The jump heights had something to do with her retirement from agility.  But it was the A-frame that really got to her.  She had a tendency to hit that steep up-contact with gusto.  It was hard on her front legs.  Although I tried to figure out a way to soften her approach...I tried too little, too late.  She developed arthritis in her "wrists" and started showing stiffness after a series of training sessions.  We trained less.  We trialed less.  And, after winding down her agility activity to No More, she was retired in 2010.  The same year I turned 60.

If I could figure out how to explain to a dog why he's being given a painkiller to run as fast as possible at a competition....and then figure out how to explain later why he is so stiff and sore...maybe I would've kept competing with Keeper.  She was that good.  But.  What do you do, hold up the blue ribbons and say, "See? This is why!"?   Is there any dog that would understand that?  Nope. 

If carefully calibrated warm-ups, cool-downs, and massages can't get your dog through low-jump training sessions and/or trialing, then it's time for him to retire. 

We all know that animals don't care about certificates and titles, so many of us say that we don't care about them either.  Ha ha ha...but I DO care!  Or I wouldn't be competing at all!  I'd become a worker bee, and just hang around the trials and watch these beautiful teams run.  (In fact, that may be exactly what I do, when it's time for me to retire from agility....)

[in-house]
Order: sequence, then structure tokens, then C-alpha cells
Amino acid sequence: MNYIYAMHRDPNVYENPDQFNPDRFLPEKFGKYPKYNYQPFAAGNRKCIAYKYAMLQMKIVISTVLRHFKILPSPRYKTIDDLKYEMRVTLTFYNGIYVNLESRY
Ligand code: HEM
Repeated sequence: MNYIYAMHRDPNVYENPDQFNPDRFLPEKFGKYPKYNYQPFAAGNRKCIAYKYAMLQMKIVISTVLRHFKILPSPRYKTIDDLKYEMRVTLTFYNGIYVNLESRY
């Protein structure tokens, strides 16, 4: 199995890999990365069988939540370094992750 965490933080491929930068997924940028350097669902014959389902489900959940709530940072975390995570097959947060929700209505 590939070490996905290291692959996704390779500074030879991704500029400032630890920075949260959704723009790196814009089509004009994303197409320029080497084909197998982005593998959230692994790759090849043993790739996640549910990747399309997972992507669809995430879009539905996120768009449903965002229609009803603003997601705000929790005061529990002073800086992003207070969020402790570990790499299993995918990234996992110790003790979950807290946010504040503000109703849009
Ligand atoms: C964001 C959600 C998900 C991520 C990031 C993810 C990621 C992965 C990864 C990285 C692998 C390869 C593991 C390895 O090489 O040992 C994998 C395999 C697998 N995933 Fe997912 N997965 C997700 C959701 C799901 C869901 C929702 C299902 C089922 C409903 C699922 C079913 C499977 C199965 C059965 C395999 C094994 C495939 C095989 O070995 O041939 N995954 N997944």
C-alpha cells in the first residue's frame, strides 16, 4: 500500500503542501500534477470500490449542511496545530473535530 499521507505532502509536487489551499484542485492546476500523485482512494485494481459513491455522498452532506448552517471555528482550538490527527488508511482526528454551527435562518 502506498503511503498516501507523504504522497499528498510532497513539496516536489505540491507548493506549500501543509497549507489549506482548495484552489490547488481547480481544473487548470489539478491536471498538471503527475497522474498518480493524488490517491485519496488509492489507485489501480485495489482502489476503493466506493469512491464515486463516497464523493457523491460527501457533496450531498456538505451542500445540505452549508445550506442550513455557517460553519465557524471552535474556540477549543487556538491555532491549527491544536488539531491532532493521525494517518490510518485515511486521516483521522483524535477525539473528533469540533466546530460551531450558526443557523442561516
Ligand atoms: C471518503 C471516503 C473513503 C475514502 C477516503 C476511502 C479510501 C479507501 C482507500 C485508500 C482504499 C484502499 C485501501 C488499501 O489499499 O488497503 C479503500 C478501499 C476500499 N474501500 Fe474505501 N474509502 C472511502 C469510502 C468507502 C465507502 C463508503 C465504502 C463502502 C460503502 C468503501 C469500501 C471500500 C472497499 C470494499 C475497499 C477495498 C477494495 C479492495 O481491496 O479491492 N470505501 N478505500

I'll admit it is damn difficult to give up a run for a title when you're so close to it.... 
But you've got to watch your teammates, and take extra special care of them.  You're the one in charge.  They're the ones unwittingly putting their retirement years on the line. 

Dogs live IN THE MOMENT.  You don't want their old-age moments to be any more painful than they would be naturally.  You want your dogs to have active, healthy lives...but you don't want them to hurt in old age any more than you want to hurt in old age.

The advantage you have is that you can picture the future, and make reasonable choices.  Your teammate just follows your lead.  If you have a teammate like Keeper...she will follow you to the ends of the earth and beyond.

So I bear that in mind, while I try to play this wonderful game of agility.  I try to figure out what it means to age gracefully.  While I deal with my own injuries, I plan how to keep my teammates fit and happy.

Keeper taught me a lot about patience, about enjoying each present day of my life, and about planning for the future.  She is happily retired.  She doesn't move like she used to, but she moves pretty well.  We enjoy daily walks and occasional hikes.  We play controlled games like "find it" and "wait/fetch."  We enjoy each other's company. 
I take her out to the agility field once in a while, and we play on a "jumpers" course, with the bars set on the ground. She loves it.
In the meantime, Riff and I are learning how to be a good agility team.

He is teaching me what MOVING really REALLY means.   

Sometimes drinking whiskey all day doesn't sound so bad. 

PS.  Want to read more blogs about Agility and Aging?  Look here: